Here is why Reddit is having a subreddit blackout explained -- it involves a coordinated protest against a cost change to the Reddit API.

Why Reddit Is Having a Subreddit Blackout Explained

If you’ve gone on Reddit today, whether through the website, Reddit’s own app, or some third-party app, you might have noticed something a little different. Many of the site’s subreddits are marked private, meaning that you can’t read them. So what’s this all about and why is it happening? I’ll explain why Reddit is currently having a subreddit blackout.

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Why the Subreddit Blackout Happened at Reddit

Over 6,000 subreddits are currently participating in a blackout. It doesn’t matter whether you’re logged in or not — when you try to visit that subreddit, you’ll get a message stating, for example, /r/maliciouscompliance is a private community.

Here is why Reddit is having a subreddit blackout explained -- it involves a coordinated protest against a cost change to the Reddit API.

You’ll have the option to message the mods or request to join, but there’s really no point. Those subreddits have deliberately been made inaccessible and will remain so from June 12 to June 14. There’s nothing you can do to read the subreddit (or post in it) till then.

The subreddit blackout is a coordinated protest, with each subreddit being made private by their respective mods / owners. It’s in protest against Reddit’s decision to charge third parties to access Reddit’s API.

What does that mean? Basically, right now, anyone can make their own app to browse Reddit. Don’t like Reddit’s own app? There are others out there: Boost, Infinity, and more. They work by accessing the Reddit API (API stands for “application programming interface”).

However, Reddit is set to start charging as of July 1. So, one of two things will happen to those apps — either they’ll pay Reddit, or they’ll stop working. The developer of one app, Apollo, has stated he’d have to pay Reddit $20M a year, which isn’t a particularly feasible option. Other developers have said they’ll have to shutter their apps if Reddit goes ahead.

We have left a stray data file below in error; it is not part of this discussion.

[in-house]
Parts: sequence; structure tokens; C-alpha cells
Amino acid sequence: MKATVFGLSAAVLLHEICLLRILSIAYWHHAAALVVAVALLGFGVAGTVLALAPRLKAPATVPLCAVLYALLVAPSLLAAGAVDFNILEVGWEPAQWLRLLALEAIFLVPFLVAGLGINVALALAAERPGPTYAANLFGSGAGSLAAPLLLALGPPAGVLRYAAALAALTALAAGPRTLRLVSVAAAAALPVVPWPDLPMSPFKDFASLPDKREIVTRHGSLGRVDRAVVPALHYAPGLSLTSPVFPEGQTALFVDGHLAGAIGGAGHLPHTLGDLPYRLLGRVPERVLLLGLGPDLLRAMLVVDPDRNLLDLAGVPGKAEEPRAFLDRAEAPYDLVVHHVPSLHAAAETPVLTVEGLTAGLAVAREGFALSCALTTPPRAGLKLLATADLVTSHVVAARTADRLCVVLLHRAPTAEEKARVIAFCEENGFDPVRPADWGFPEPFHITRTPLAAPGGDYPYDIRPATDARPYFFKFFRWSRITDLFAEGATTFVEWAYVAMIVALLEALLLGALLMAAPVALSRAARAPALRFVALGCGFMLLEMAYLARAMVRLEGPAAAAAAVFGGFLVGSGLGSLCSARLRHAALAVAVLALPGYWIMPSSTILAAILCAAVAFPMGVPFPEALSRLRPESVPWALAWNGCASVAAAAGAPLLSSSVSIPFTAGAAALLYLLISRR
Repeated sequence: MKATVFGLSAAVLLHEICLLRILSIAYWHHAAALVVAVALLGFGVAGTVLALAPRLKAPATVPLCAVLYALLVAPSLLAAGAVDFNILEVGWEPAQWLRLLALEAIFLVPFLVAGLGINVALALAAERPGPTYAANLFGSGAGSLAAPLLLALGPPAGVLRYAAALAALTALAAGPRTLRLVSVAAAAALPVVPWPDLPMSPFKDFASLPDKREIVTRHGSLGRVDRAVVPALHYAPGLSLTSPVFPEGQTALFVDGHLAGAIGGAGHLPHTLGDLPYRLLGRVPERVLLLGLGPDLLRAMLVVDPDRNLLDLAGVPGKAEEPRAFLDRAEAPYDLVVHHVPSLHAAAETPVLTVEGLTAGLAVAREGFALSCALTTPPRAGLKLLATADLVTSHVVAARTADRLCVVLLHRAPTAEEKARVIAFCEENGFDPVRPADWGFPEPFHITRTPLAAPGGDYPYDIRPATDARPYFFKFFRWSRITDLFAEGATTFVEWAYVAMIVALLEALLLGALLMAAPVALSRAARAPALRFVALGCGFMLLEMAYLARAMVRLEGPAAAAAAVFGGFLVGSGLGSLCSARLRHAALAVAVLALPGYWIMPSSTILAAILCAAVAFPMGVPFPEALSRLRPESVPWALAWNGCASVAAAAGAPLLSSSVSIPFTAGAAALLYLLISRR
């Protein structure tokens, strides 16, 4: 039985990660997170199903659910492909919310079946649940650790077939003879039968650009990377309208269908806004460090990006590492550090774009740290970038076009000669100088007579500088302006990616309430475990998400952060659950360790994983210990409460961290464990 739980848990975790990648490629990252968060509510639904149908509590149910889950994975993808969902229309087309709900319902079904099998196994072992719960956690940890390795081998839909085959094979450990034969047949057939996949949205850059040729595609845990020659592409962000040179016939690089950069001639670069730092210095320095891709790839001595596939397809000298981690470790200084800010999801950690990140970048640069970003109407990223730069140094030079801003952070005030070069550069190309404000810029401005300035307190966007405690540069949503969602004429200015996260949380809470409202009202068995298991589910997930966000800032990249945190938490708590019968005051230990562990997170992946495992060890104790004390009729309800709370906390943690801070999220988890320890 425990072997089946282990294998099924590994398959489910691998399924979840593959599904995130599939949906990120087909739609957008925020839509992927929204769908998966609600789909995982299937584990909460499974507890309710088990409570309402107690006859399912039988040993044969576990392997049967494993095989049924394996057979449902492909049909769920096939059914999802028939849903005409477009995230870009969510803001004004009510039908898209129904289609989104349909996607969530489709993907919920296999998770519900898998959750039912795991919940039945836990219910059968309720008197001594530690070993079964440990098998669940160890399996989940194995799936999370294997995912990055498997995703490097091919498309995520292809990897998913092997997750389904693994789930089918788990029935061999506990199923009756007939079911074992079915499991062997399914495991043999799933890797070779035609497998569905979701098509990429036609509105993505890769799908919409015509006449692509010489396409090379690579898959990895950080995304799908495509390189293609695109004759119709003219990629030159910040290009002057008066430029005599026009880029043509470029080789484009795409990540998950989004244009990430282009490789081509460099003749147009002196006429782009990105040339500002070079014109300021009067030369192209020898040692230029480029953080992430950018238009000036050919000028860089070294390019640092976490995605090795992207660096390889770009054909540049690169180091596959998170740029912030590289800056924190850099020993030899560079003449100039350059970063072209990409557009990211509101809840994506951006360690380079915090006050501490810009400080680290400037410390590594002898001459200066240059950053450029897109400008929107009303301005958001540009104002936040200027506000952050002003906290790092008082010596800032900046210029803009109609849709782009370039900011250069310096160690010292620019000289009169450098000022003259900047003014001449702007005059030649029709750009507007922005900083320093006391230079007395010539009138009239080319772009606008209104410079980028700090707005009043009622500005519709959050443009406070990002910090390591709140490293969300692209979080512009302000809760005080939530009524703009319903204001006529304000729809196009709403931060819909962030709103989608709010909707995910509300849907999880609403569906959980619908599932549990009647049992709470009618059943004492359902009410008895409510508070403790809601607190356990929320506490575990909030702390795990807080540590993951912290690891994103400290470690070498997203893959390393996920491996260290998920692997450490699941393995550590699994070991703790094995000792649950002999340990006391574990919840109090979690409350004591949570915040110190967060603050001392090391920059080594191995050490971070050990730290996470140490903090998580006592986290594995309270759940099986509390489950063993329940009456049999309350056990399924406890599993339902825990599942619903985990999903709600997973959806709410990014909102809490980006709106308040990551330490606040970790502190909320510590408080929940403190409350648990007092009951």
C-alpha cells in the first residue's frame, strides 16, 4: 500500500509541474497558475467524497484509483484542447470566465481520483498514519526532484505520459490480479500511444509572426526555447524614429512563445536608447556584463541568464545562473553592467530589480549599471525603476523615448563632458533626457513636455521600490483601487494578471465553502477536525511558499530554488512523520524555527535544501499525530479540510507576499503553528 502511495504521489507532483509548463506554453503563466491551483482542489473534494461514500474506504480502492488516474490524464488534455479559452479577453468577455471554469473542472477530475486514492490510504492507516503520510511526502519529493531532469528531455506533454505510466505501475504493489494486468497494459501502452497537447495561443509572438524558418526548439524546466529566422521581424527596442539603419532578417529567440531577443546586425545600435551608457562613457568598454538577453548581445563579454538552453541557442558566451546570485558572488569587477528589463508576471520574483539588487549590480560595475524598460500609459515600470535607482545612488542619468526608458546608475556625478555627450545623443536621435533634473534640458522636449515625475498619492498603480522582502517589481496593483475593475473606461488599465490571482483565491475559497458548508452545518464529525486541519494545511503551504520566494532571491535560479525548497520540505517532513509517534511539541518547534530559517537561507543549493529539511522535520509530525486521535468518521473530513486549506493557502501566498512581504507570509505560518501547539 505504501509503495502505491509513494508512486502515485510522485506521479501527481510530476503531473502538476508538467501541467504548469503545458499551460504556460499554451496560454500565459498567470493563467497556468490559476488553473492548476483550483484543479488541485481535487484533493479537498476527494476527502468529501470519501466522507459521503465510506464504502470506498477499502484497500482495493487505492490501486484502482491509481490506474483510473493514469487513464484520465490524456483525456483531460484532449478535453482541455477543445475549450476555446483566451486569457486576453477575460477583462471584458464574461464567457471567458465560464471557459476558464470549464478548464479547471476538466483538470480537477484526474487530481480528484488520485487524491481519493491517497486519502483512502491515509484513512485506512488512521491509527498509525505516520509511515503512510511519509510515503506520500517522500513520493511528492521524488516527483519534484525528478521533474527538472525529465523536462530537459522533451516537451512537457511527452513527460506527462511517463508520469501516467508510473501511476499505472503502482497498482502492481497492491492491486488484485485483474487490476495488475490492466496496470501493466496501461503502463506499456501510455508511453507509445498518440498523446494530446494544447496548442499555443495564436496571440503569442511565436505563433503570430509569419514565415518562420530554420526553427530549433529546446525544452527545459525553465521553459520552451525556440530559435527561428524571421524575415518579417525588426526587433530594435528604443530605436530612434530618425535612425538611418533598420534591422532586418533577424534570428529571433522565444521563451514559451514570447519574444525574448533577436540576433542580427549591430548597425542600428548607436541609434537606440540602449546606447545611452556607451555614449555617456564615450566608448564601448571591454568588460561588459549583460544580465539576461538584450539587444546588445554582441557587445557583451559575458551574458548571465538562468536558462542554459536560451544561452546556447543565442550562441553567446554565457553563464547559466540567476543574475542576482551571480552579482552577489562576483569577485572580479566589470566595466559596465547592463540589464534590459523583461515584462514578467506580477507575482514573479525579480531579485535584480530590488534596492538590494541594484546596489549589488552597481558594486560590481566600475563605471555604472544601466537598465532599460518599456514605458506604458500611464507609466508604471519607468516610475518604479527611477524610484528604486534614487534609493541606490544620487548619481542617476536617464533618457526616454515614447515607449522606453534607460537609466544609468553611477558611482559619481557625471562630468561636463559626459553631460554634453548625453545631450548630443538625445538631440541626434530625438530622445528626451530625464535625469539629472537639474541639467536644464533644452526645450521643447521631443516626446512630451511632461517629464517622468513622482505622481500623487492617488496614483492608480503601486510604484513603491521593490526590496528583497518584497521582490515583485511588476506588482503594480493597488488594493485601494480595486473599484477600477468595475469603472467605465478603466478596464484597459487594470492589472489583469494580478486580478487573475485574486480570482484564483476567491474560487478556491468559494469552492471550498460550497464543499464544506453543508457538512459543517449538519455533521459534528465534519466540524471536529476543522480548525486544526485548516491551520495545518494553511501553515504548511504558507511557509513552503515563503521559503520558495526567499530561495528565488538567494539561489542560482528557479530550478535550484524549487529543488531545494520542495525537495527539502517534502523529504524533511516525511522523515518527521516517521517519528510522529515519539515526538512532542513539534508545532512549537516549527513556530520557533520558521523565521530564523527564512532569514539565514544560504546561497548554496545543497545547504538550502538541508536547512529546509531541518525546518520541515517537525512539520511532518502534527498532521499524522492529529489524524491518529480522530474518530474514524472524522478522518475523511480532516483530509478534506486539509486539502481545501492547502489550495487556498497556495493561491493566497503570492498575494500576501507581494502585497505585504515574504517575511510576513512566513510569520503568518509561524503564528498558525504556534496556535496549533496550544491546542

Will this change Reddit’s mind? Reddit may be a community, but like Twitter, there’s a corporate entity behind it. (Twitter did something similar with its API.) We’ll just have to wait and see if the subreddit blackout ultimately makes a difference. In the meantime, you’ll have to live without those privated / blacked-out subreddits.

And that’s why Reddit is having a subreddit blackout explained.


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Chris McMullen
Chris McMullen is a freelance contributor at The Escapist and has been with the site since 2020. He returned to writing about games following several career changes, with his most recent stint lasting five-plus years. He hopes that, through his writing work, he settles the karmic debt he incurred by persuading his parents to buy a Mega CD. Outside of The Escapist, Chris covers news and more for GameSpew. He's also been published at such sites as VG247, Space, and more. His tastes run to horror, the post-apocalyptic, and beyond, though he'll tackle most things that aren't exclusively sports-based. At Escapist, he's covered such games as Infinite Craft, Lies of P, Starfield, and numerous other major titles.